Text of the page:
Bachelor students studying ecology collect data on a field course with the Norwegian University of Science and Technology. (Image credit: Caitlin Mandeville, CC BY 2.0)
The first time I remember really thinking that I could be an ecologist was during a three-day trip to a field station in northern Wisconsin as part of my college limnology course. Sure, I already loved my ecology classes and learning about nature. But actually being a scientist? Real scientists, I thought, were people like my professors and graduate teaching assistants, who peppered their lectures with captivating tales of their own research.
Image credit: Joint Base Langley-Eustis,Va, CC0 1.0
Scientists face many challenges during their professional lives, but one prevalent problem that doesn’t get the attention that it deserves is that of the LGBTQIA+ (hereafter “queer”) community and the lack of inclusiveness in science. In honor of Pride Month, I wanted to take the time to highlight some of the challenges facing queer scientists and what we can do as a society to better ourselves.
Image Credit: rumpleteaser, CC BY 2.0, Image Cropped
2019 was a year in which many changes that our planet is experiencing came to the fore, capped off in December by the Australian bushfires, a phenomenon that scientists predicted would start to occur with increasing intensity at the beginning of last decade. With all the change that our planet is currently undergoing, it’s always worth noting that the discipline of ecology itself has changed as well.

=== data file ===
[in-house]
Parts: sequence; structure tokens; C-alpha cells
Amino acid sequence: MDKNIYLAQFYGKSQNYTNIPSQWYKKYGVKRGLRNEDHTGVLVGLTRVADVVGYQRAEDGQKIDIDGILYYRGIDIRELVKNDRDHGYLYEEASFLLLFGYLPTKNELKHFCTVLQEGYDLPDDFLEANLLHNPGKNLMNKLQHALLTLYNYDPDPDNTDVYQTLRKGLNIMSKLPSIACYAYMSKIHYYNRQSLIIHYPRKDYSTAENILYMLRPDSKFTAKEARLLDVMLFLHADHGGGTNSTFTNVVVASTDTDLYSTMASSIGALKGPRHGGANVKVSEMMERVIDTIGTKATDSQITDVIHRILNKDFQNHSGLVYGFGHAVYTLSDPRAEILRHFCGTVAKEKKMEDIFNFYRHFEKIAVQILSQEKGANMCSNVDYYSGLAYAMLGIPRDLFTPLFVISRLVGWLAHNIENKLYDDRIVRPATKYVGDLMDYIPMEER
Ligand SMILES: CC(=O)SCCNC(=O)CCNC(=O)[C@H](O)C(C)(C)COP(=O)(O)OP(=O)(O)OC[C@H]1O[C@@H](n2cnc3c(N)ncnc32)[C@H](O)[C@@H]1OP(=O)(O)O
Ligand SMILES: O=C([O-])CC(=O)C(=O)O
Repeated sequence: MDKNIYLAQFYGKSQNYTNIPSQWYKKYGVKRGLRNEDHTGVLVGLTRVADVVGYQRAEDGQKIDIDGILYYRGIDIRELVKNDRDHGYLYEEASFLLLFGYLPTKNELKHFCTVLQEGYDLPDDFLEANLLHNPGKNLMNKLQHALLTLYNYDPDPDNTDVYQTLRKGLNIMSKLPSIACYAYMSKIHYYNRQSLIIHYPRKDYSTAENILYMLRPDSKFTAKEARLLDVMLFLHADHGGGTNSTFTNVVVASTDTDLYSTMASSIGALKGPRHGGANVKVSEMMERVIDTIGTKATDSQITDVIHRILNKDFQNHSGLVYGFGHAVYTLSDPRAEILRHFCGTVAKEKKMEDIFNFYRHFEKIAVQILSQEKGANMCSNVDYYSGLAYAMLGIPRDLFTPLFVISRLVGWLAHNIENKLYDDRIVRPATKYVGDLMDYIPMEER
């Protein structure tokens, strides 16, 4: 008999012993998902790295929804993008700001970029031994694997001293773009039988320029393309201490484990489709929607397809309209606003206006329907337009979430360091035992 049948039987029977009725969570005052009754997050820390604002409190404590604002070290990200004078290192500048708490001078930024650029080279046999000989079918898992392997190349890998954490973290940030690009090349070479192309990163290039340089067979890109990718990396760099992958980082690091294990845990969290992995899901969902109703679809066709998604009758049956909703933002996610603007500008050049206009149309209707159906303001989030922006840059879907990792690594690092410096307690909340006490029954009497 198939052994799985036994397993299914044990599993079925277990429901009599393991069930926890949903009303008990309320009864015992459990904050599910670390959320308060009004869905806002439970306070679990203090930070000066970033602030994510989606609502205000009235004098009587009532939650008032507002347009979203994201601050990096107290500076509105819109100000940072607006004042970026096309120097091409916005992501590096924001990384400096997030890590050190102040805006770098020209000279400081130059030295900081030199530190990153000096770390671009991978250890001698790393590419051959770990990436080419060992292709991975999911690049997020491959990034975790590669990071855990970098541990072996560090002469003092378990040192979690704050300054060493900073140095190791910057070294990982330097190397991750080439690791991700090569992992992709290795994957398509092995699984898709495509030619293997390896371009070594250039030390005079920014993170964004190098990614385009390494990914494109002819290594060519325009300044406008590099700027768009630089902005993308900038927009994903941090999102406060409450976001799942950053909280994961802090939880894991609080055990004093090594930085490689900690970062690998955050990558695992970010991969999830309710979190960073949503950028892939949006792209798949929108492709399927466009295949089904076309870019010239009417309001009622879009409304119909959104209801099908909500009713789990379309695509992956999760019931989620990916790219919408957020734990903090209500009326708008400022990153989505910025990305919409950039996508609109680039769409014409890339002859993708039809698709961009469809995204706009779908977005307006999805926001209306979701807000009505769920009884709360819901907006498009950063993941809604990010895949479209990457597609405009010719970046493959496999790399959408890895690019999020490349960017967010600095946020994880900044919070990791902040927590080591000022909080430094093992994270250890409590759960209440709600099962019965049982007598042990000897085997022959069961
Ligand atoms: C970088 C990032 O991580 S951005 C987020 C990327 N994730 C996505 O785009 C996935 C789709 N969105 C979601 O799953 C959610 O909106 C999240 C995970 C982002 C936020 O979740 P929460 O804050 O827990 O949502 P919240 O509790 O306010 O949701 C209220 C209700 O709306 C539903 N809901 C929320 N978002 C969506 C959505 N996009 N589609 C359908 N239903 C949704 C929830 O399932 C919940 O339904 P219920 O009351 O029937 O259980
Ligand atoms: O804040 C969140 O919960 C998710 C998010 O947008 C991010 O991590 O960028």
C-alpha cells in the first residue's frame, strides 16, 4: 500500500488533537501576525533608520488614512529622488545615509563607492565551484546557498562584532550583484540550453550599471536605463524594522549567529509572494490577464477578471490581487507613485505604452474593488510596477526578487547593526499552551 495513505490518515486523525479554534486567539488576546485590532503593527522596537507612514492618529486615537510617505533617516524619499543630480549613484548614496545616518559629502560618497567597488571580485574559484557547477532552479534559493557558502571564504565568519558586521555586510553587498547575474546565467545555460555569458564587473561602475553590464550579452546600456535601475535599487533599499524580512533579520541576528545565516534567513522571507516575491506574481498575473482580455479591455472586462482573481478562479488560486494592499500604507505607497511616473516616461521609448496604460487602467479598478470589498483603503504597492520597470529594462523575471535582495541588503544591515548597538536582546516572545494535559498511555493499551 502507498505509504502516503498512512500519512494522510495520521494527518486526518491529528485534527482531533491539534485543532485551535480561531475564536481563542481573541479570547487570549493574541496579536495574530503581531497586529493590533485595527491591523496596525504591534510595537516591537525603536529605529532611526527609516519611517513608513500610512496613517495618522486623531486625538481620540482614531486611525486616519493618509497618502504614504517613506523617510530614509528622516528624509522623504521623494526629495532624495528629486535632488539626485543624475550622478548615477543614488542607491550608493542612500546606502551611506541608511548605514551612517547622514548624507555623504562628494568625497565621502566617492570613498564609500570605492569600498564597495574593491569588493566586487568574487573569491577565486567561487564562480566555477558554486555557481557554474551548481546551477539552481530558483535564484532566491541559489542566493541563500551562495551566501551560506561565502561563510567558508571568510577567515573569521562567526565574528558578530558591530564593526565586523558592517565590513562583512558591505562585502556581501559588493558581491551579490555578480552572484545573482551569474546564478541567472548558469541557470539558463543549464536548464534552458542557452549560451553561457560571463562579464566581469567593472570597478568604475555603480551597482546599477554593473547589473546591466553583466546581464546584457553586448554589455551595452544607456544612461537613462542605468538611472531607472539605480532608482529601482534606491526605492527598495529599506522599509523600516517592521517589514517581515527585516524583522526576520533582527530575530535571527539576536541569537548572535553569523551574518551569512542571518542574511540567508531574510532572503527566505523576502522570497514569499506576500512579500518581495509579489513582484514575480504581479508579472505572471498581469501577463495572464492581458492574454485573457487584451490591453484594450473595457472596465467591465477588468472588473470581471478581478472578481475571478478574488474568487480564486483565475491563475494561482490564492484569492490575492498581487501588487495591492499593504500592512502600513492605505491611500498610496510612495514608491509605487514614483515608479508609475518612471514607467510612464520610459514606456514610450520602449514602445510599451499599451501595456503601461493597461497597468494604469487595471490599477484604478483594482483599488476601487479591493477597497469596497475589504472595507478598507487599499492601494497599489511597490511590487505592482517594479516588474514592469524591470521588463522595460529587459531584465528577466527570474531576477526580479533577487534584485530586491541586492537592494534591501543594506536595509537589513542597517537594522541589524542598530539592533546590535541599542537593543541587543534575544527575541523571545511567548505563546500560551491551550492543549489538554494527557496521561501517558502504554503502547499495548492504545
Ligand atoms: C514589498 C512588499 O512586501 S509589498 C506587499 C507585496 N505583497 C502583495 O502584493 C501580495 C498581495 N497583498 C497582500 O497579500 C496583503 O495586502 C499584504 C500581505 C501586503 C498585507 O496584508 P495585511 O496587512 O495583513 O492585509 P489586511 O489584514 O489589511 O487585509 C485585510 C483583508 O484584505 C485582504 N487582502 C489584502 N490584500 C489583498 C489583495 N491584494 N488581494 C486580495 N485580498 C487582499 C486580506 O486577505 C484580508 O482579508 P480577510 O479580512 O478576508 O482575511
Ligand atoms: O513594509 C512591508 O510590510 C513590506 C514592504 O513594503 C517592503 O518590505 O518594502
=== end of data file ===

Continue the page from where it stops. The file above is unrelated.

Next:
Over 2019 we got to sit down and talk to some pretty exciting people. And whether they were at the forefront of genomics, the science-policy interface, or the wave of inclusivity currently sweeping ecology, they all had some great comments on how ecology has changed over the last few decades.
It was easy to feel inspired about ecology with this view from the conference hotel.
It’s been two weeks since the 2019 Ecological Society of America conference and I’m still collecting all my thoughts about the meeting. My experience at ESA was, as they say, a little like drinking from a firehose: there was an enormous number of exciting talks, sessions, workshops, and networking opportunities, and I inevitably had time to experience only a fraction of them.